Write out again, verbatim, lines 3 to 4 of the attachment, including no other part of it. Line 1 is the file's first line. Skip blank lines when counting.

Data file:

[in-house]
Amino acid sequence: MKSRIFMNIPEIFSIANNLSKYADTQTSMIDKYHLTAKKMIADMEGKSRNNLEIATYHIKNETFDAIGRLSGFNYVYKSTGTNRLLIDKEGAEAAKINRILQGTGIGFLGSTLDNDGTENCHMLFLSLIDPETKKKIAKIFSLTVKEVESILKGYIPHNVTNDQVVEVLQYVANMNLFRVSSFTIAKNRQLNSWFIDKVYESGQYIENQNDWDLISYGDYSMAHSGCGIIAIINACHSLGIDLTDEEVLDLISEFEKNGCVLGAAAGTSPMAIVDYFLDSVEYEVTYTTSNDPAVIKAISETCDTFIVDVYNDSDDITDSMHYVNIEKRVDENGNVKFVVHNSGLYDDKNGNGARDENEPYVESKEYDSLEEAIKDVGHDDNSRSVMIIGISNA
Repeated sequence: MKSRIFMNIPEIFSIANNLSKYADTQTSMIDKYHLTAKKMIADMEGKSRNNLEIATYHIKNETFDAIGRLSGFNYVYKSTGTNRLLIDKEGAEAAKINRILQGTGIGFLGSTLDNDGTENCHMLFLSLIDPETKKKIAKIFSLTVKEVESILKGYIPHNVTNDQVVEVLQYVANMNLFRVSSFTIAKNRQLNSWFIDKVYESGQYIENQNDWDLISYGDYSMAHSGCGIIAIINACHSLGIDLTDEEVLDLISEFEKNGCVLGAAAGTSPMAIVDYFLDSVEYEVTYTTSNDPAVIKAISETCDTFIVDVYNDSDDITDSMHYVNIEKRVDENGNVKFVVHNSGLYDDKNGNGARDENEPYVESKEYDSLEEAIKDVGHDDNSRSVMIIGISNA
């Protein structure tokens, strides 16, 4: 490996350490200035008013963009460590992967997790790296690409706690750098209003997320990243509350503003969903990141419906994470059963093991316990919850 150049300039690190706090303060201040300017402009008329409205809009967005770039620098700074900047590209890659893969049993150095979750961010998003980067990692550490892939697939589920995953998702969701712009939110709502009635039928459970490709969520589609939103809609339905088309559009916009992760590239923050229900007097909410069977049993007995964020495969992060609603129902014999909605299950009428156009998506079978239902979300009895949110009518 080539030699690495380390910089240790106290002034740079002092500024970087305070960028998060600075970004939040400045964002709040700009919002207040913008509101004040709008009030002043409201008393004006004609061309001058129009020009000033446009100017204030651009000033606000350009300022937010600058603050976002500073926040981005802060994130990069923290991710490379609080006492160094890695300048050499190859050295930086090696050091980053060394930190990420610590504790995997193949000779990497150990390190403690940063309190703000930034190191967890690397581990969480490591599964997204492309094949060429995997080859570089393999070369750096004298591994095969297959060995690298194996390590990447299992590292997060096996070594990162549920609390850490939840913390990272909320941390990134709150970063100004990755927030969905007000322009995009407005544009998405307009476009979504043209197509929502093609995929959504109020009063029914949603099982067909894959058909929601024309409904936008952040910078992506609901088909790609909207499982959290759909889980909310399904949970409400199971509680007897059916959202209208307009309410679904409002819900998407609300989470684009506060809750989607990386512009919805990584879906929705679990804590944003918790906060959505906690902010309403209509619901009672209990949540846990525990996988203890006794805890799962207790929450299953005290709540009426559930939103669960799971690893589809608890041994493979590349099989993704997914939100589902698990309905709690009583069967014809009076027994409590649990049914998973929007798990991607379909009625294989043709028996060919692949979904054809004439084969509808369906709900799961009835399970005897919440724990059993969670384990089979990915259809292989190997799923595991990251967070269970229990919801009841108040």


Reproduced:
Repeated sequence: MKSRIFMNIPEIFSIANNLSKYADTQTSMIDKYHLTAKKMIADMEGKSRNNLEIATYHIKNETFDAIGRLSGFNYVYKSTGTNRLLIDKEGAEAAKINRILQGTGIGFLGSTLDNDGTENCHMLFLSLIDPETKKKIAKIFSLTVKEVESILKGYIPHNVTNDQVVEVLQYVANMNLFRVSSFTIAKNRQLNSWFIDKVYESGQYIENQNDWDLISYGDYSMAHSGCGIIAIINACHSLGIDLTDEEVLDLISEFEKNGCVLGAAAGTSPMAIVDYFLDSVEYEVTYTTSNDPAVIKAISETCDTFIVDVYNDSDDITDSMHYVNIEKRVDENGNVKFVVHNSGLYDDKNGNGARDENEPYVESKEYDSLEEAIKDVGHDDNSRSVMIIGISNA
């Protein structure tokens, strides 16, 4: 490996350490200035008013963009460590992967997790790296690409706690750098209003997320990243509350503003969903990141419906994470059963093991316990919850 150049300039690190706090303060201040300017402009008329409205809009967005770039620098700074900047590209890659893969049993150095979750961010998003980067990692550490892939697939589920995953998702969701712009939110709502009635039928459970490709969520589609939103809609339905088309559009916009992760590239923050229900007097909410069977049993007995964020495969992060609603129902014999909605299950009428156009998506079978239902979300009895949110009518 080539030699690495380390910089240790106290002034740079002092500024970087305070960028998060600075970004939040400045964002709040700009919002207040913008509101004040709008009030002043409201008393004006004609061309001058129009020009000033446009100017204030651009000033606000350009300022937010600058603050976002500073926040981005802060994130990069923290991710490379609080006492160094890695300048050499190859050295930086090696050091980053060394930190990420610590504790995997193949000779990497150990390190403690940063309190703000930034190191967890690397581990969480490591599964997204492309094949060429995997080859570089393999070369750096004298591994095969297959060995690298194996390590990447299992590292997060096996070594990162549920609390850490939840913390990272909320941390990134709150970063100004990755927030969905007000322009995009407005544009998405307009476009979504043209197509929502093609995929959504109020009063029914949603099982067909894959058909929601024309409904936008952040910078992506609901088909790609909207499982959290759909889980909310399904949970409400199971509680007897059916959202209208307009309410679904409002819900998407609300989470684009506060809750989607990386512009919805990584879906929705679990804590944003918790906060959505906690902010309403209509619901009672209990949540846990525990996988203890006794805890799962207790929450299953005290709540009426559930939103669960799971690893589809608890041994493979590349099989993704997914939100589902698990309905709690009583069967014809009076027994409590649990049914998973929007798990991607379909009625294989043709028996060919692949979904054809004439084969509808369906709900799961009835399970005897919440724990059993969670384990089979990915259809292989190997799923595991990251967070269970229990919801009841108040």